For instance, where in the original you could swing your arm wildly and still play a decent game of tennis, in this one each flick of your wrist could make or break your game of table tennis.

My kids, of course, were incredibly excited about trying out the game, especially when they found out that one of the sports was swordplay.

I'm not sure if it was because they're huge Star Wars fans and it felt a lightsaber duel, or simply because they're kids and bashing away at things, but they took to the swordplay a duck to water.

From there it wasn't hard to get them to try some of the other sports, especially golf and bowling, the two carryovers from the original. They had some difficulty getting used to the precision of the response, as did my wife and I, but they had a great time playing even when they weren't doing so well.

Not all of the sports are winners: Basketball, in particular, seemed too hard to control for too little reward, and different enough a feel from actually playing the game that it just wasn't that much fun.

Some are dead simple, the Island Flyover (which is simply flying around Wuhu Island collecting “information” about it), and some require a great deal of practice to even manage not to fail spectacularly, Power Cruising (which involves quickly riding a Jet Ski through hoops).

One of the nice new things is enhanced replayability: they've added achievements (in the form of “stamps”) for each game, and the ability to unlock different minigames in each sport.

It struck me that many of the minigames actually give you a pretty good upper-body workout, and would, especially combined with Wii Fit for a good lower-body workout, make the game a justifiable purchase for that reason as well as it just being a heck of a lot of fun.

Some, Archery, are more about precision than motion, but others, Canoeing, Cycling and Swordplay, require a great deal of quick arm movements. I'll freely admit that I'm not in the best of shape, but I did break a sweat a number of times.

It's not as good as going to the gym, of course, but you could do worse things for your health than play this game a few times a week.

All in all, Wii Sports Resort is just a heck of a lot of fun for adults and kids, together or separately.

It comes with one Wii MotionPlus accessory, so you'll need to buy a separate MotionPlus for every other remote you have that you want to use with the game (nearly all the games can be played solo, and a few can only be played solo, but as you'd expect it's more fun with at least two players). The game, with MotionPlus, retails for $49.99 and the MotionPlus by itself for $19.99.

Wired: More fun than it has any right to be, really. And anyone who's had a Wii for a while will appreciate the fulfillment of its original promise with the MotionPlus.

Tired: That being said, having to drop $19.99 for each additional remote to be able to play the game is more difficult to appreciate. Some of the sports minigames — particularly Basketball — are less fun than others, and the Bowling isn't as much improved from the original as one might have hoped.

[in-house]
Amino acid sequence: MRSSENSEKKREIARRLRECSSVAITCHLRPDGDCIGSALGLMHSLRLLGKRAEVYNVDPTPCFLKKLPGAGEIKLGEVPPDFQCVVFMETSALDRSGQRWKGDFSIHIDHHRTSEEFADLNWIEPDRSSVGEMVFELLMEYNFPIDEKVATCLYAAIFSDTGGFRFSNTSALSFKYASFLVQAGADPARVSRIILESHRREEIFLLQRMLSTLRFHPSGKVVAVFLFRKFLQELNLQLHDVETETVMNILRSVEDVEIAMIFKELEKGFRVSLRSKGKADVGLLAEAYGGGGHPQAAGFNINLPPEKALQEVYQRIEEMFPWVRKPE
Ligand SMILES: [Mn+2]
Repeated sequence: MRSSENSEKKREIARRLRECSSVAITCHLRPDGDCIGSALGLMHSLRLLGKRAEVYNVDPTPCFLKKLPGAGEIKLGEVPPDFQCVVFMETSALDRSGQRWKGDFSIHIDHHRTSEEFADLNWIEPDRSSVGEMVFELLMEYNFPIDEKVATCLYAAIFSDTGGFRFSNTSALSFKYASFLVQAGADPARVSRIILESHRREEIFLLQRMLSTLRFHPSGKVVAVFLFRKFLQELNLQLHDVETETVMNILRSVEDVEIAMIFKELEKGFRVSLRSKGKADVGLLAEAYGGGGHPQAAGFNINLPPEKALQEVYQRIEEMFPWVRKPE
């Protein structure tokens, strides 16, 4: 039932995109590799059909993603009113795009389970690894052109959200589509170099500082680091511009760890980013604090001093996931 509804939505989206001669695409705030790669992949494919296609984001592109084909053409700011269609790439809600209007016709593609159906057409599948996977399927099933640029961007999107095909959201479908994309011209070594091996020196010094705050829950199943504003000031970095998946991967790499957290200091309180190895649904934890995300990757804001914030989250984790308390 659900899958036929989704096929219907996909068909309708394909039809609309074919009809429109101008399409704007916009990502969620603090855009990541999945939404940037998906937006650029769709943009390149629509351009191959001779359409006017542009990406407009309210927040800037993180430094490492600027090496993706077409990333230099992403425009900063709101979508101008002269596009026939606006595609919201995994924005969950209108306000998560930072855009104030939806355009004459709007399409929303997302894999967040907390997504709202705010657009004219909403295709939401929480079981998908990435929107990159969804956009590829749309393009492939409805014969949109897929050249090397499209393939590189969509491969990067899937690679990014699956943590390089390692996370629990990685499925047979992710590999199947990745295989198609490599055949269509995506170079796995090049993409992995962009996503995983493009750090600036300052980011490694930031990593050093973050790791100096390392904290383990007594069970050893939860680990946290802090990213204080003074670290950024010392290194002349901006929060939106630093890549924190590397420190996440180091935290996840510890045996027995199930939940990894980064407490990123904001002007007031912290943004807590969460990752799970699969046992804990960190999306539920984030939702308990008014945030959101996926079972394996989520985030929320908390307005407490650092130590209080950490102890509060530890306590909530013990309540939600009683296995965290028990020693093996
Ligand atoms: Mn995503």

Verdict: Highly recommended, particularly if you have kids, but even if you don't. Couples may find the Swordplay duel minigame to have therapeutic value, in that you can beat the tar each other without any actual pain being inflicted.

“,”author”:null,”date_published”:null,”lead_image_url”:”https://media.wired.com/photos/59339ef495879f6d0c00c849/191:100/pass/ensign.jpg”,”dek”:null,”next_page_url”:null,”url”:”https://www.wired.com/2009/07/review-wii-sports-resort-is-loads-of-fun-to-be-precise/”,”domain”:”www.wired.com”,”excerpt”:”It’s all right to admit it: You’ve had fun playing Wii Sports. The simple repetitive play is way more enjoyable than you’d ever expect it to be, particularly if you’re playing it with kids. The new…”,”word_count”:747,”direction”:”ltr”,”total_pages”:1,”rendered_pages”:1}

Source: https://www.wired.com/2009/07/review-wii-sports-resort-is-loads-of-fun-to-be-precise/

(PDF) Understanding the Nintendo Wii console in Long-term Care Facilities

Trend alert: New Wii Sports Resort game helps seniors keep fit and have fun

84 H.R. Marston et al. / Understanding the Nintendo Wii and Microsoft Kinect consoles

of the non-gaming applications of the Wii and Kinect

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This paper has highlighted the potential for use of

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ing and non-gaming applications accessible through

the console. Both the Kinect and Wii share similar at-

tributes, but, further exploration is required to assess

the potential physical and social impact and interaction

viability of the Kinect in older care, home and clini-

cal environments. Due to the Kinect being released au-

tumn 2010, limited work or no has been published in

this area, but it is suggestive, this nature of Kinect tech-

nology, offers potential users a different approach to

engagement and well-being.

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Source: https://www.researchgate.net/publication/258225640_Understanding_the_Nintendo_Wii_console_in_Long-term_Care_Facilities